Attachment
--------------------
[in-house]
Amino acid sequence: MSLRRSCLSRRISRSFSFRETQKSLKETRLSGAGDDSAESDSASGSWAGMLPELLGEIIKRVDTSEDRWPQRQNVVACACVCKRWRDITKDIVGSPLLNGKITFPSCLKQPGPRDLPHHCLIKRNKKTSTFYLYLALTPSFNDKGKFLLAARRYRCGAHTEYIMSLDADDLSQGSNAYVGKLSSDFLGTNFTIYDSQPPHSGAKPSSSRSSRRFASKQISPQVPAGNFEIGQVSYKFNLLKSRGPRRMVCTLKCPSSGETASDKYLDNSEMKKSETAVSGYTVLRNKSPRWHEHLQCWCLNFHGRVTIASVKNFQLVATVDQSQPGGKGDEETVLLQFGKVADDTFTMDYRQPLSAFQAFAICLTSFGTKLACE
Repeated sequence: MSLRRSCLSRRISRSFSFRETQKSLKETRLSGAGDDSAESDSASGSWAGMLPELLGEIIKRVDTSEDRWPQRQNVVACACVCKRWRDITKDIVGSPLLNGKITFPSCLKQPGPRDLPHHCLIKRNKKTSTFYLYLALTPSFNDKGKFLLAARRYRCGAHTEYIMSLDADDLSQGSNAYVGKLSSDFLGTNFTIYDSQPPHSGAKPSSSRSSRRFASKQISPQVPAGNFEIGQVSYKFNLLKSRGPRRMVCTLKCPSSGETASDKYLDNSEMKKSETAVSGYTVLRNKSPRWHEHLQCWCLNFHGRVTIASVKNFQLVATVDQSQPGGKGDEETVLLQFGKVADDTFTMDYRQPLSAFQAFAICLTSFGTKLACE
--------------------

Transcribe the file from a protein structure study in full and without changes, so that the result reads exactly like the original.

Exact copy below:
[in-house]
Amino acid sequence: MSLRRSCLSRRISRSFSFRETQKSLKETRLSGAGDDSAESDSASGSWAGMLPELLGEIIKRVDTSEDRWPQRQNVVACACVCKRWRDITKDIVGSPLLNGKITFPSCLKQPGPRDLPHHCLIKRNKKTSTFYLYLALTPSFNDKGKFLLAARRYRCGAHTEYIMSLDADDLSQGSNAYVGKLSSDFLGTNFTIYDSQPPHSGAKPSSSRSSRRFASKQISPQVPAGNFEIGQVSYKFNLLKSRGPRRMVCTLKCPSSGETASDKYLDNSEMKKSETAVSGYTVLRNKSPRWHEHLQCWCLNFHGRVTIASVKNFQLVATVDQSQPGGKGDEETVLLQFGKVADDTFTMDYRQPLSAFQAFAICLTSFGTKLACE
Repeated sequence: MSLRRSCLSRRISRSFSFRETQKSLKETRLSGAGDDSAESDSASGSWAGMLPELLGEIIKRVDTSEDRWPQRQNVVACACVCKRWRDITKDIVGSPLLNGKITFPSCLKQPGPRDLPHHCLIKRNKKTSTFYLYLALTPSFNDKGKFLLAARRYRCGAHTEYIMSLDADDLSQGSNAYVGKLSSDFLGTNFTIYDSQPPHSGAKPSSSRSSRRFASKQISPQVPAGNFEIGQVSYKFNLLKSRGPRRMVCTLKCPSSGETASDKYLDNSEMKKSETAVSGYTVLRNKSPRWHEHLQCWCLNFHGRVTIASVKNFQLVATVDQSQPGGKGDEETVLLQFGKVADDTFTMDYRQPLSAFQAFAICLTSFGTKLACE